When President Obama argued for U.S. strikes on Syria, he used a familiar trope: When, with modest effort and risk, we can stop children from being gassed to death and thereby make our own children safer over the long run, I believe we should act. That’s what makes America different. That’s what makes us exceptional. Yet his proposed Syria policy put him in new political territory: against the views of a majority of African Americans.
When Barack Obama addressed the “Trayvon Martin ruling” Friday, he did more than offer his “thought and prayers” to the family of Martin, applaud them for their “incredible grace and dignity,” and narrate a history of racial surveillance that often leaves African Americans frustrated and even afraid. The president did more than acknowledge that the democratic judicial system had done its work, urge demonstrations to be peaceful, and call for close evaluations of “stand your ground” laws. Obama took a moment where the nation was viciously debating its most cherished values through the death of a child and cast a vision for a better future through other children.
Holidays evoke moments of reflection. Americans just celebrated Memorial Day, a time to honor those who have fought and died in wars for the nation. Traditionally, people hold parades, gather in cemeteries and rally around monuments to fallen soldiers. Perhaps it was fitting, then, both that President Barack Obama delivered a signal speech on the war on terror last week and that Google bestowed the honor of “Google doodle of 2013” to Sabrina Brady, a Wisconsin teenager who depicted her father’s return from a tour of duty in Iraq.
Sen. Marco Rubio’s rebuttal to State of the Union last night was notable mostly for what it didn’t do: spend more than a hot second on the subject of immigration. I’ve been impressed to see the Florida Republican working to convince conservatives that it’s time for immigration reform. Sure, his urgency may be as electoral as it is moral. But that doesn’t make him wrong. Still, despite Rubio’s considerable gifts—and despite the low bar set by a thankless speaking gig—he sounded pretty out of touch.
Lots of great moments from the Inauguration. Some of them serious, like Obama's full-throated support for LGBT rights. (Though contrary to some reports, it wasn't the first time he used the Seneca Falls/Selma/Stonewall line.) Some of them fun, like watching the First Family behave like a regular, happy, un-self-conscious family. (It's not likely you missed this, but just in case: Malia Obama's amazing photobomb.) My personal favorite: the president's decision to start using DC's "Taxation Without Representation" license plates on his limo.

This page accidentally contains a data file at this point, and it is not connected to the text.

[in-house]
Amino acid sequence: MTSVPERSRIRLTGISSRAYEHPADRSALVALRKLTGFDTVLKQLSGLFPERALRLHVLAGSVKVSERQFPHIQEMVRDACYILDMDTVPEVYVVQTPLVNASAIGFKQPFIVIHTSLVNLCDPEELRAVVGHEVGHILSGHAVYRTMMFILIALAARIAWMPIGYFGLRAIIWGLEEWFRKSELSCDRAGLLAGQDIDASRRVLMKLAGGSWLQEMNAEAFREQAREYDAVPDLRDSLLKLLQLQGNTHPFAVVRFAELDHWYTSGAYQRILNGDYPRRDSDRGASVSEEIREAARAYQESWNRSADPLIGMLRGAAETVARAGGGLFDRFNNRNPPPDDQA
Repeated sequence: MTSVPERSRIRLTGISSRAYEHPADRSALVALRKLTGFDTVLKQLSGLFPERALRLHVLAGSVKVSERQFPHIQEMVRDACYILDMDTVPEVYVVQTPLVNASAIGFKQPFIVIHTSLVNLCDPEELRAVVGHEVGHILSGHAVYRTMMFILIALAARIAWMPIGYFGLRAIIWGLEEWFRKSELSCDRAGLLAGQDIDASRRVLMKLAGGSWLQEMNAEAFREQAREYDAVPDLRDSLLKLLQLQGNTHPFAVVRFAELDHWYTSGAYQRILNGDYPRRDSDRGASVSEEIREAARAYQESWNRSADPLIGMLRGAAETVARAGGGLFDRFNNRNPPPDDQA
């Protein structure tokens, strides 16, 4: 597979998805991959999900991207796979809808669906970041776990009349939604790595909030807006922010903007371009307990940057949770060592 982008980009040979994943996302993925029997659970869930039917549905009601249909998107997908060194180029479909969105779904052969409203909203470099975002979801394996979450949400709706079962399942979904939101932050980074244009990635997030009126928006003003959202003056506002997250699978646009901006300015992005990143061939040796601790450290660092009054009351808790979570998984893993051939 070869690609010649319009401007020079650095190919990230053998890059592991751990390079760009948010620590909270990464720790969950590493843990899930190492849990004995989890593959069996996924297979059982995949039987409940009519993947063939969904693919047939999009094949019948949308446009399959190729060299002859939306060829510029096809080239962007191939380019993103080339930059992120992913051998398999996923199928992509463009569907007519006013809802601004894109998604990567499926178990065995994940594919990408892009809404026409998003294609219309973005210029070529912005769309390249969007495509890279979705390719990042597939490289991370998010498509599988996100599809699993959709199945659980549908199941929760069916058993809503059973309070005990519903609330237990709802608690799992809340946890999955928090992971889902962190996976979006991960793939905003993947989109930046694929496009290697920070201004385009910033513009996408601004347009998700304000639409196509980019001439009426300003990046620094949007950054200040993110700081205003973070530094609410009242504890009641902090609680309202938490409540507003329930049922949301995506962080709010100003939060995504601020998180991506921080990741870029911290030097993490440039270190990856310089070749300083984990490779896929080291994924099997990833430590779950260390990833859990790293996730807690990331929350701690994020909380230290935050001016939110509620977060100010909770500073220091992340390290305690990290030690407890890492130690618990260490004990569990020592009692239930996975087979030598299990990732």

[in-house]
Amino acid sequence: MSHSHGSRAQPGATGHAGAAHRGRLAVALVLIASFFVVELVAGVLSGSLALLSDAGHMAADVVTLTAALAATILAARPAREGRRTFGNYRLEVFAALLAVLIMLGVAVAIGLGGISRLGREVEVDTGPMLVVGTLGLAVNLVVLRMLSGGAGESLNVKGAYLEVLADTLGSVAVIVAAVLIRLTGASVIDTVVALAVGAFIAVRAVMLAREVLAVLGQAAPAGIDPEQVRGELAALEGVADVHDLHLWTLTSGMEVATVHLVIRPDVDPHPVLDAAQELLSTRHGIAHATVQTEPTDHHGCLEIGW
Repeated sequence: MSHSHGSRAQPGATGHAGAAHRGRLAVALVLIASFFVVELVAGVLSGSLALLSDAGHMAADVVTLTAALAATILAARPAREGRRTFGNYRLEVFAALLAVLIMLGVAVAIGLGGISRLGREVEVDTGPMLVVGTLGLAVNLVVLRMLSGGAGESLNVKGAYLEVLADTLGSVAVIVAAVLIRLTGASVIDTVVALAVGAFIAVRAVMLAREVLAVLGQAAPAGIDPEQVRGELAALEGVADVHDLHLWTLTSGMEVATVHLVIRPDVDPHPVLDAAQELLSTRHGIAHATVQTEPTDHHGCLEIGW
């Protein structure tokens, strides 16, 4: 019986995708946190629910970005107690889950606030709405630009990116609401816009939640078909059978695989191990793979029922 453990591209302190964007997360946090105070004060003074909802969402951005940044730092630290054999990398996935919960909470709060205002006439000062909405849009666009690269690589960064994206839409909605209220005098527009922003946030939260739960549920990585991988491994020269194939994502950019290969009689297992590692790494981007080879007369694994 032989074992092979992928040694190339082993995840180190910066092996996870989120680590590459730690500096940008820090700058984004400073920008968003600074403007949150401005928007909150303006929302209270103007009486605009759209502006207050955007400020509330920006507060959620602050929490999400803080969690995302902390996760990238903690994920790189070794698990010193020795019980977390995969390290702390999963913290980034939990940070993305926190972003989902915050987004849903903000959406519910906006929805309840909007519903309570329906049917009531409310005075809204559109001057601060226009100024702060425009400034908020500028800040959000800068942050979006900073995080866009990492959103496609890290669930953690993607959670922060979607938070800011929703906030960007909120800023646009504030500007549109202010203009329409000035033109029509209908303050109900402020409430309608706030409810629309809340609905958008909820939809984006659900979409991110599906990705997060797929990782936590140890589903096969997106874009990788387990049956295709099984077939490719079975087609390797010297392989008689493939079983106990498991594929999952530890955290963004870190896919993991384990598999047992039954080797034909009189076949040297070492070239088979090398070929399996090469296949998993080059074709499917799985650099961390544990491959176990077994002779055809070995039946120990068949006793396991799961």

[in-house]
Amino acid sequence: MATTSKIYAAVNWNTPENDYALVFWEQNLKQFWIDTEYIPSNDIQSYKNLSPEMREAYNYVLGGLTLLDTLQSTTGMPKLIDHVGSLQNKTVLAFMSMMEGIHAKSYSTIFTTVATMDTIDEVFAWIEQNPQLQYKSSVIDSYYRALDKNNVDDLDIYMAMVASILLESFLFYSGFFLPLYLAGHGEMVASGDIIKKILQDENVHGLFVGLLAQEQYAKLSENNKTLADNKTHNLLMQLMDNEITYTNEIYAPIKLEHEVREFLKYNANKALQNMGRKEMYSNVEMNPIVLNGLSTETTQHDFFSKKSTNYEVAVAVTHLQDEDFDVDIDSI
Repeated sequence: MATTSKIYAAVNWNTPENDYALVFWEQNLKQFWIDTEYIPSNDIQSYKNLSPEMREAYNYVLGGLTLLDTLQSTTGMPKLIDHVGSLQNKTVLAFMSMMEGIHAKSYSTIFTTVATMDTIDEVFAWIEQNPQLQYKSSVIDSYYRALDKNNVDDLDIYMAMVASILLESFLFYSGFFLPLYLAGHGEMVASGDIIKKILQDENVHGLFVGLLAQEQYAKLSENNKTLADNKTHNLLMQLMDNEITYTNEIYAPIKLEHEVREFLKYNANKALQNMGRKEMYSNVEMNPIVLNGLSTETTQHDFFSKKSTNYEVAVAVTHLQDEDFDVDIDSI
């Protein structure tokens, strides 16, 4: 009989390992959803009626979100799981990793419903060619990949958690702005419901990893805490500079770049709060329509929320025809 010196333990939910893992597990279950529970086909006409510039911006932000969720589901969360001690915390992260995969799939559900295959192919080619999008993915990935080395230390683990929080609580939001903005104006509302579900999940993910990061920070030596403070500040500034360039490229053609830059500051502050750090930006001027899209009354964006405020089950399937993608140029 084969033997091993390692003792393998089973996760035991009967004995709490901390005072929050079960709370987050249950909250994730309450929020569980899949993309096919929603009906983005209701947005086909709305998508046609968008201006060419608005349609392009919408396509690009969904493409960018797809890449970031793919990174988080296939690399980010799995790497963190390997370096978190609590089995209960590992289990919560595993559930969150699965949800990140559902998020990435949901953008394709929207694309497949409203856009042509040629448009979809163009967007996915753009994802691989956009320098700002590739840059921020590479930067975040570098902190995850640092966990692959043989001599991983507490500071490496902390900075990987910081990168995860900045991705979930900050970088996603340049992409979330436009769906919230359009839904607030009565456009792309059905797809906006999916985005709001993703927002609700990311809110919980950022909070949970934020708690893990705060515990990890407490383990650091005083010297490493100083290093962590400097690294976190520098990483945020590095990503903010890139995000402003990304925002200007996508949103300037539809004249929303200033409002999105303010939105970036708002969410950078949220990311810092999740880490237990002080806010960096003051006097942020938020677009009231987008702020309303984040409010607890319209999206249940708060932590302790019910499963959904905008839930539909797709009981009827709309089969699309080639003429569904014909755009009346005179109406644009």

It turns out Louie Giglio won’t be giving the benediction at Obama’s second inauguration. Who will? Jack Jenkins is right: Minerva Carcaño, Otis Moss, Gary Hall and Brian McLaren are all fine options. Joanna Brooks is right, too: so are Pratima Dharm, Sharon Braus, Sanaa Nadim, Anapesi Kali and Valarie Kaur. Ed Kilgore suggests his own pastor, who’s related to Ron and Rand Paul. Sounds okay, too.
The presidential campaign has been an exhausting marathon. Yet it's hardly touched on some major issues facing the nation.
Kudos to Mitt Romney for suggesting a concrete and sensible income-tax reform: capping deductions at $17,000. Now, it's not clear whether he means tax liability or taxable income. As Dylan Matthews explains, that's the difference between a highly progressive (in the technical sense, not the euphemism-for-liberal sense) proposal and one that would affect a lot of middle-class households.
I don't get that excited about the perennial calls for civility in politics. Treating others with respect is important, and I certainly have no problem with political discourse that's even friendly and good-humored. But it's not clear that the latter serves any purpose beyond itself—that it builds understanding or encourages useful moderation or enables compromise. Chatting may be generally preferable to yelling, but it's not really a solution to division and gridlock. I do, however, appreciate timely reminders that our neighbors include those we disagree with.